This past Tuesday, September 21st my wife, Amy, and I got back from a nine-day trip to Europe. We took a long-boat trip on the Rhine River from Basel to Amsterdam. We took the trip to celebrate our 20th wedding anniversary, which was June 16, 2020. COVID stopped that trip. The trip was plagued by uncertainty because Viking didn’t even begin travel in Europe until June 18th of this year. Because we had waited so long, just boarding the plane was a success.
In order to board the longboat, we had to be fully vaccinated and had to have a negative COVID test 72 hours before departure.
I took pictures of each day of the trip that I posted on my personal Facebook page, facebook.com/hmoorepaul.
Approximately fifty-five people traveled on the boat—half of capacity. The people were all Americans and lived all over the United States. Not many people came from the Midwest, only a couple from Rapid City and two couples from Springfield, Missouri.
Viking treated us like royalty. Their staff was well trained and went out of their way to make us feel special. Their excursions were very well organized and the guides they hired were outstanding. My only significant complaint with Viking was they changed the itinerary of our trip in August without our approval. They decided to have us travel in October instead of September. This didn’t work for Amy and me. It was only because of the excellent work of Stacy Henning, Amy’s sister and our travel agent, that we were able to get our original dates. The trip was also changed as we traveled from Basel to Amsterdam instead of Amsterdam to Basel. But despite all of these pre-trip changes, Amy and I would travel with Viking again. Travel agencies are under enormous pressure because of COVID.
Each day we were offered excursions. Some of the places we docked were Kehl, Rudesheim, Koblenz, Cologne, and Arnheim.
I’ve traveled to Europe twice before. This time I got a sense of the long history. When we talk about history in Blaine, we probably go back a hundred years. When the guides talked to us about history they went back two thousand years to the Romans. Frequently I heard stories from the 13th century and saw statues and other monuments that celebrated people who lived eight hundred years ago.
The shadow of World War II still covers the areas that we visited. Almost every guide talked about World War II and thanked us as Americans for helping Europe be liberated from the Nazis. We saw many pictures of villages that were completely destroyed in World War II. Many monuments exist that share a special event in the war.
One of my favorite parts of the trip was traveling up the Rhine and seeing many of the castles that are located near the river. Castles are not part of America. Seeing these structures that were built in some cases 900 years ago gave me a glimpse of what life was like in the Middle Ages. We had the opportunity to tour Marksburg castle in Braubach. People lived in this castle for over 700 years. Today it is open for tourism. Even though people were comparatively privilege to live in this castle, life was very difficult. People in the castle were constantly concerned that people would attack the castle. The path to the castle was intentionally bumpy so people who wanted to attack the castle would have a hard time entering. And people lived with the challenges of the time. A toilet was a hole that was about sixty feet above a path on the outside of the castle. People kept food in an elevated ice box. Ice was put in the bottom of the chest to keep cool food that was put over it. We were told that people slept sitting up as lying down was what happened to people when they were dead. They didn’t want to tempt fate. A Wikipedia page about the castle is at: en.wikipedia.org/wiki/Marksburg.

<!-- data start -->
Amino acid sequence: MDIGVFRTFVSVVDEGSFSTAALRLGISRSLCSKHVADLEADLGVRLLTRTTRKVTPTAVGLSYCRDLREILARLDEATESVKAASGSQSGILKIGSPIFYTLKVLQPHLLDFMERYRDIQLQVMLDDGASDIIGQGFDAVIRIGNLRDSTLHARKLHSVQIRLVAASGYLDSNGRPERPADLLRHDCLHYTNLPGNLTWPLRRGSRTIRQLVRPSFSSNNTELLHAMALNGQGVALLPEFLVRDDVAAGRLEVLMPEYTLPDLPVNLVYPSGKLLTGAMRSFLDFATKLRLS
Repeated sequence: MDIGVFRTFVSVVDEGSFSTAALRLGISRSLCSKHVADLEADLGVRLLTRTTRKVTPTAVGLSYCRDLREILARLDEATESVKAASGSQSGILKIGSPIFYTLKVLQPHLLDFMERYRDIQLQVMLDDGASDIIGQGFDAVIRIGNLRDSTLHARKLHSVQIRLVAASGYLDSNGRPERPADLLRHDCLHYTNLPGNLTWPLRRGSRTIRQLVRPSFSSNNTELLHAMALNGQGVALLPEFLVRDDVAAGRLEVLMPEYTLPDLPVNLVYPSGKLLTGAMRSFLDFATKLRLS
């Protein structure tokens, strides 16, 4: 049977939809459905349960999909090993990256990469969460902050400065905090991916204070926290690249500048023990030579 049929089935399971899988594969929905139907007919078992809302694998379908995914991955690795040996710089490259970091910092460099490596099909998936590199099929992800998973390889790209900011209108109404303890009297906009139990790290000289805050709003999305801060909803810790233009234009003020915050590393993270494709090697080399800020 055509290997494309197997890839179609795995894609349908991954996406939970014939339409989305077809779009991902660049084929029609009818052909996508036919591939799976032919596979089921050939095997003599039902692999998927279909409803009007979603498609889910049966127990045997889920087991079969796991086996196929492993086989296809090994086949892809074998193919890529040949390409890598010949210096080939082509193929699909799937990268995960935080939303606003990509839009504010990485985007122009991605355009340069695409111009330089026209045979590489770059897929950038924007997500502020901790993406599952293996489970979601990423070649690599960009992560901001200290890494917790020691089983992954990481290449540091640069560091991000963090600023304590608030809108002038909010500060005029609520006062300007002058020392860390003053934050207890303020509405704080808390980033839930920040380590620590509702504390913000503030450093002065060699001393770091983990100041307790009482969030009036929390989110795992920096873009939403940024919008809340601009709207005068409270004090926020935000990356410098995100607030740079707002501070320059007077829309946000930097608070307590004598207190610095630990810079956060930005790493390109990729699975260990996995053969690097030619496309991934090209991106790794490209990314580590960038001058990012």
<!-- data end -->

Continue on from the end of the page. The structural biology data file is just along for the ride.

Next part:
I also was struck by the size of the Cathedral in Cologne. Construction was started in 1248 but stopped in 1560. Construction was started to house the relics of the Three Kings or Magi. When the Cathedral was completed in 1880 it was the tallest building in the world, over 500 feet high. That distinction lasted for four years until the Washington Monument was built. Today it is the third tallest Cathedral in the world. Can you imagine constructing that high without the machinery of today? Today it is Germany’s most visited site with over six million people visiting each year.
We experienced a much higher concern about COVID than what I’ve experienced in the United States. We wore masks anytime we were indoors. Viking had each passenger take a saliva test every morning. Amsterdam wouldn’t let foreigners into the City unless they had been quarantined for ten days. Because of this we were not able to tour Amsterdam.
I know that I’m privilege to travel. Taking this sense gave me a deeper sense of the vastness of our world and the vastness of our history.
I’m committed to writing a blog every seven to ten days. If you’d like to receive a notification when I write a blog, send me an email to email@example.com.